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Friday, August 10, 2018

A House in the Sky and Other Uncommon Animal Homes, written by Steve Jenkins and illustrated by Robbin Gourley. Charlesbridge, Penguin Random House, 2018. $19.99 ages 5 and up

"A house can be under the
ground ...
A badger excavates its
burrow with powerful 
claws. It makes a new den
often, and it may sleep in a 
different home every night. 
... or suspended above it.
The reed warbler hangs its 
nest from reeds or grass, 
keeping it safe from danger." 

Steve Jenkins describes twenty creatures in this new book. You might expect the text to feature a selection of birds, and that would be logical. In fact, only one of the featured creatures actually lives in that sky:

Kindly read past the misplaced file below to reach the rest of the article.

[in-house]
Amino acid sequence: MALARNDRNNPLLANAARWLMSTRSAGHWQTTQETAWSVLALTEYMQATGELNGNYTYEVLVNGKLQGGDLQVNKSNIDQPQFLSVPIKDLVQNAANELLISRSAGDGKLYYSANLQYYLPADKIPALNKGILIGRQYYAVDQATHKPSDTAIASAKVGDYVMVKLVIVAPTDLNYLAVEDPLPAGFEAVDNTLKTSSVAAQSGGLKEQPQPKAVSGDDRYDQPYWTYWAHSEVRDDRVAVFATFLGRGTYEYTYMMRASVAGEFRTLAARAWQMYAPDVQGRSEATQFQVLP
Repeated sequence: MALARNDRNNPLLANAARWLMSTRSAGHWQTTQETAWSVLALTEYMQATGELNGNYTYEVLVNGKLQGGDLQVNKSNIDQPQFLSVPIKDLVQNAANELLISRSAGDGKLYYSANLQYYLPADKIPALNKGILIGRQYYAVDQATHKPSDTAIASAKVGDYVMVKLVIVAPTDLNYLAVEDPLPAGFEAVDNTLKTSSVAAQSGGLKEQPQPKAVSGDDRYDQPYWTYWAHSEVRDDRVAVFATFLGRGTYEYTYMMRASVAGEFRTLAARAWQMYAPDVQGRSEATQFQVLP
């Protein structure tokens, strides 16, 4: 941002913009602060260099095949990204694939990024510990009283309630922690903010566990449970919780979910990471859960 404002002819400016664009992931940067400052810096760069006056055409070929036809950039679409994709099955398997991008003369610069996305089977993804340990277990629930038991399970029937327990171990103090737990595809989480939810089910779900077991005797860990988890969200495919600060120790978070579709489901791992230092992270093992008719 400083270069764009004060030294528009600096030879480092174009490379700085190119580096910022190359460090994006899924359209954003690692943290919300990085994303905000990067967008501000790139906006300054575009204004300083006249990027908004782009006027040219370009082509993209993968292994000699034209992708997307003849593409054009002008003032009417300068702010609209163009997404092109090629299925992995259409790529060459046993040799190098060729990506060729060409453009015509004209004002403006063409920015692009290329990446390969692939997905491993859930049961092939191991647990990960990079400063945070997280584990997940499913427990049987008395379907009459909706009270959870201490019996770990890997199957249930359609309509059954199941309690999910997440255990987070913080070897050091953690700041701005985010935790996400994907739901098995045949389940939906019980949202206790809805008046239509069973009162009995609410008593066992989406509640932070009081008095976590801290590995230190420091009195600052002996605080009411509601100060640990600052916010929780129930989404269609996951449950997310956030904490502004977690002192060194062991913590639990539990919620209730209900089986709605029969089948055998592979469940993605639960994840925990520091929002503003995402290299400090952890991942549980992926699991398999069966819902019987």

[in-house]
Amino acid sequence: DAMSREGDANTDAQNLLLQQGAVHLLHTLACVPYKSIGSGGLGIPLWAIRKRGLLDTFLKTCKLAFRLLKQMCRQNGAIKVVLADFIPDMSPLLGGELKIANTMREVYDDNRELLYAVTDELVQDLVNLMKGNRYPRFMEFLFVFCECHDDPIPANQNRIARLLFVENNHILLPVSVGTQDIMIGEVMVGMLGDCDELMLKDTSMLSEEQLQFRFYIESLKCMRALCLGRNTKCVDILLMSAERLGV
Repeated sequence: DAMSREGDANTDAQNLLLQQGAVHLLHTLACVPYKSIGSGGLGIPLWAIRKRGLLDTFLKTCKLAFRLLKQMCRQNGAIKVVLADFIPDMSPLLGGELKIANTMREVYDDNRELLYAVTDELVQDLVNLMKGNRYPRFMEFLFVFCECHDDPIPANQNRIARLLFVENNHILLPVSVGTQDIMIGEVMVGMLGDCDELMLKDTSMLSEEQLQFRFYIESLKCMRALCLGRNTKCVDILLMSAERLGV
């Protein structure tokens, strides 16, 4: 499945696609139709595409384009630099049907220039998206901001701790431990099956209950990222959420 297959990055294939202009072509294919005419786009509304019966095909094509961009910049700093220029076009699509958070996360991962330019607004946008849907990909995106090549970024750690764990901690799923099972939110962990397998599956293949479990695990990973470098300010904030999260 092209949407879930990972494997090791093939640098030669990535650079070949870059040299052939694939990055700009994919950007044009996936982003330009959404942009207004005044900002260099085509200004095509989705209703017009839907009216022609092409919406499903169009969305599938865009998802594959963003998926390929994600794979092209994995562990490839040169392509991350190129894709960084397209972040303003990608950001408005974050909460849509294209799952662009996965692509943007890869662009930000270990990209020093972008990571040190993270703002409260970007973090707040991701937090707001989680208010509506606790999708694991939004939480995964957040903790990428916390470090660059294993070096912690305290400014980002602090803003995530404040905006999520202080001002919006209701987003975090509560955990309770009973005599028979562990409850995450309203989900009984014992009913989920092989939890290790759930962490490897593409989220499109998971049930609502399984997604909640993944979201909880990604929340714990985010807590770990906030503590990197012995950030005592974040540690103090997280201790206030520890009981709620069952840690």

"The common swift spends months at a
time in the air, never touching down. It
eats, drinks, and sleeps on the wing."

The others offer great variety and even some surprises. The text is brief, using two fonts, and simply describes the shelter built by the chosen subjects. He includes mammals, fish, water life, birds, insects, and even a reptile. Some will be very familiar to readers while others are less well-known. As you might expect, I was intrigued by the Mexican book beetle.

"The larva of a Mexican book beetle gnaws
through the cover and pages of a book. The
beetle lives inside the book until it becomes an
adult. Then it chews its way out and flies away."

Some animals build their own shelter, while others use what is available to them. They need safety, comfort, and a place to raise a family, just like humans. All are fascinating, and the descriptions provide just enough information to lead to further exploration of the natural world. In final pages, brief paragraphs about each creature from start to finish focus on location, size, and diet.

The gentle watercolor illustrations attract attention and provide context.

Who says you can't learn something new ... every single day?

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